Watch: A deer is finally freed, with some sedation, from a rope swing in Barrington

  • Dawn Keller, founder and director of Flint Creek Wildlife Rehabilitation, uses a foam cot as protection to approach a deer whose antlers were caught on a rope swing.

    Dawn Keller, founder and director of Flint Creek Wildlife Rehabilitation, uses a foam cot as protection to approach a deer whose antlers were caught on a rope swing. Courtesy of Flint Creek Wildlife Rehabilitation

  • Dawn Keller, founder of Barrington-based Flint Creek Wildlife Rehabilitation, uses scissors to cut away a rope swing that ensnared a deer.

    Dawn Keller, founder of Barrington-based Flint Creek Wildlife Rehabilitation, uses scissors to cut away a rope swing that ensnared a deer. Courtesy of Flint Creek Wildlife Rehabilitation

  • The "velvet" from this deer's antlers was stripped as it struggled to free itself from a rope swing in a Barrington backyard.

    The "velvet" from this deer's antlers was stripped as it struggled to free itself from a rope swing in a Barrington backyard. Courtesy of Flint Creek Wildlife Rehabilitation

 
 
Updated 9/1/2021 6:13 PM

When Lake County sheriff's deputy Tommy Flores got the call regarding a rope and an entangled deer, he thought the animal might have wrapped itself around a tree.

Instead, he and his partner, deputy Ann Mock, encountered a much different and potentially dangerous situation Sunday morning in the backyard of a Barrington home.

 

A large, multi-pointed buck had snagged its huge rack of antlers in a loop at the end of a rope swing hung over a tree limb.

Limited by the length of the rope, the 160-pound buck was thrashing and jumping around a 30-foot-diameter circle trying to get loose.

"I didn't get too close," Flores said. "We have tools to deal with all types of situation, but not for this."

Realizing the situation likely would be beyond their expertise, Flores en route texted an expert: Dawn Keller, founder and director of Barrington-based Flint Creek Wildlife Rehabilitation.

"I've called her before and had her number in my phone," he said.

Flores also sent Keller a photo of the entangled deer from the scene so she knew how to prepare.

"Once I saw the picture, my first thought was, 'This is going to be a dangerous rescue,'" Keller said.

She packed up a veterinary anesthetic, needles, medicine, a 5-foot pole syringe and "a big, portable foam cot" to use as makeshift protection.

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"We were concerned if she got close enough, he could have gored her with his antlers," Flores said.

Flint Creek treats more than 3,000 animals a year, but few involve deer rescues. Keller said the last potentially dangerous one was several years ago in Elgin after a doe fell into the foundation of a home under construction.

In Barrington, the deer was frantic and running in a circle, at times leaving its feet and swinging by its antler, Keller said.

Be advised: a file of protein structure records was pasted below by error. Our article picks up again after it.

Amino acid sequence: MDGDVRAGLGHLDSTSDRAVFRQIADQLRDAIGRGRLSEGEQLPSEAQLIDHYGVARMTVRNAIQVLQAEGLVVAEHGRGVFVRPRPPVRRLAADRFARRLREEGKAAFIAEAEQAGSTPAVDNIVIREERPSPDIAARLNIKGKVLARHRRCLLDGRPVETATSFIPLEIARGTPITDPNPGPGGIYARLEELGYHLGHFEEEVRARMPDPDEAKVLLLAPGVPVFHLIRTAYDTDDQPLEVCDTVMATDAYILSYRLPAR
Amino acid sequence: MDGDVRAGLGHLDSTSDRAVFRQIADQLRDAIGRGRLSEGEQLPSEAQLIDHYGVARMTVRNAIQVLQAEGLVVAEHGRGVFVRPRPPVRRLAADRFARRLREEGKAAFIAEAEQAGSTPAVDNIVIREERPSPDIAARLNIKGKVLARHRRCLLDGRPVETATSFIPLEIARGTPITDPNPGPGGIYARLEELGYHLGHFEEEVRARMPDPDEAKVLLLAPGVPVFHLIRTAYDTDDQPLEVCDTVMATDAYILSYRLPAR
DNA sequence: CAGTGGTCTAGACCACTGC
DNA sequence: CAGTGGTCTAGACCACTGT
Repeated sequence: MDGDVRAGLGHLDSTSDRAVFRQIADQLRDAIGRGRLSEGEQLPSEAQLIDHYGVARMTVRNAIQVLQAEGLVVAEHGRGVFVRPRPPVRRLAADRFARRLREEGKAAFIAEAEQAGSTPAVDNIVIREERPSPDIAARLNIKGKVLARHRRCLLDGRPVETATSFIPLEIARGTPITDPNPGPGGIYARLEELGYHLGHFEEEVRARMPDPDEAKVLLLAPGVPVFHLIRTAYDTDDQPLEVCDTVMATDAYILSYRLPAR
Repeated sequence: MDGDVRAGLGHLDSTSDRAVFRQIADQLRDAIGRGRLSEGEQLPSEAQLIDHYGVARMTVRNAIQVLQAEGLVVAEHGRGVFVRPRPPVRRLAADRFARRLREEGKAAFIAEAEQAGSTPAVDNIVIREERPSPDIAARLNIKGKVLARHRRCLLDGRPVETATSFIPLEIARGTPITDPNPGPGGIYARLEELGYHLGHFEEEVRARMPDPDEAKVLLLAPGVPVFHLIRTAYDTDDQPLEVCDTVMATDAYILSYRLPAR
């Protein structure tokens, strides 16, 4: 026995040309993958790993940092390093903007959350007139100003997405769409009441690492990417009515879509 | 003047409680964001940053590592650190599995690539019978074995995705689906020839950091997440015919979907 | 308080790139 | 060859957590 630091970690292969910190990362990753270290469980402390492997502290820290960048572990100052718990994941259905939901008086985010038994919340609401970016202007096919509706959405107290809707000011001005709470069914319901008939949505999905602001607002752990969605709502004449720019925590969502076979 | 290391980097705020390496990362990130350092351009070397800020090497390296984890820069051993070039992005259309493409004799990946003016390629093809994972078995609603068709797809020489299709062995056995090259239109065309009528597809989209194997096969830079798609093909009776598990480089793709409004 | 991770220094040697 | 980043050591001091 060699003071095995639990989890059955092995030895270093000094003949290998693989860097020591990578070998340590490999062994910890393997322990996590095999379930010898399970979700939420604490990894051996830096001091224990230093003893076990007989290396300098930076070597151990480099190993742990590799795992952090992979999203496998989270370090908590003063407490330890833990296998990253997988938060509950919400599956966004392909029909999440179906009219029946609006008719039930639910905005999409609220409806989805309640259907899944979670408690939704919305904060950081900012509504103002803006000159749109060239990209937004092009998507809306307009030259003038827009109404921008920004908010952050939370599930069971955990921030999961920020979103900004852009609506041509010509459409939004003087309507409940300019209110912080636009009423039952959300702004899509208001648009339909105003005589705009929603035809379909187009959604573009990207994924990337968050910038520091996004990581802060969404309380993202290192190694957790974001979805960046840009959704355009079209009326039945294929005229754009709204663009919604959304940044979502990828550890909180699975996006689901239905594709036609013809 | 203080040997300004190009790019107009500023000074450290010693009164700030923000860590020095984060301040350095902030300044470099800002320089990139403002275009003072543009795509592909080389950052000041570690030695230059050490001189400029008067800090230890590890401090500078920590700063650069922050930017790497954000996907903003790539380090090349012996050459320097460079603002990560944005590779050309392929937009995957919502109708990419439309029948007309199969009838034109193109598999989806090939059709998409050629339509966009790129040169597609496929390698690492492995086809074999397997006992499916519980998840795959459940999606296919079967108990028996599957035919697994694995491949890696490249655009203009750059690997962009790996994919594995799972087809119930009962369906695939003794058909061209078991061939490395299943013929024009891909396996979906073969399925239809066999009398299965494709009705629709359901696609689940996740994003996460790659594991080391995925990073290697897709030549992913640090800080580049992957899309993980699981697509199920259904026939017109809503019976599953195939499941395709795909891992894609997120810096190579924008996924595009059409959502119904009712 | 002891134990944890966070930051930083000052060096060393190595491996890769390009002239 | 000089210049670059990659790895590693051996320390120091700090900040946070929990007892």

"I wasn't scared. I was cautious," she said. "I knew how to approach him. I knew there was risk, but I was extremely careful."

She administered a dose of anesthetic to get the animal sedated enough so she could safely approach and waited. Nothing happened.

"His adrenaline was so pumped that it took us three rounds of anesthetic to get him groggy," Keller posted on Facebook.

More than two hours after getting the call from police, Keller was able to get close enough to remove the rope.

A little shaken but unencumbered, the buck walked into the woods and lay down. Keller administered medicine to reverse the anesthetic. More than 2½ hours had passed from the time Keller was called.

                                                                                                                                                                                                                       
 

During the buck's struggle, the short, bristly hairs known as velvet on his antlers were getting ripped away. But that is not a life-threatening injury. Keller worried about the effect of extreme stress on the animal.

"He was in shock," she said. "Deer are prone to something called capture myopathy. It will kill them."

Keller said the buck looked "great" the last she saw of him.

"He stood up and basically trotted away. I feel hopeful."

Lake County sheriff's Lt. Chris Covelli said animal calls are frequent.

"From cows that got loose, sheep that get loose, wildlife getting into homes, to just about anything you can imagine, our deputies see it nearly every day," he said.

Keller said people don't understand the hazards they create for wildlife in their yards.

"I've rescued four horned owls from soccer nets" in recent weeks, she said.

Keller founded and opened Flint Creek in 2003. While state and federally licensed to treat and raise orphaned wildlife, the nonprofit group receives no subsidies and relies on donations.

Flores said Sunday's rescue cost the organization hundreds of dollars for sedation alone. Equipment to deliver anesthetic from a safer distance would have made the rescue easier and safer, he said.

Keller said 20-hour days are common and that she hasn't had a day off in more than 17 years. Immediately after the buck rescue, for example, it was off to northern Lake County for a swan rescue.

"I don't sleep in my car, but I don't sleep a lot," she said.

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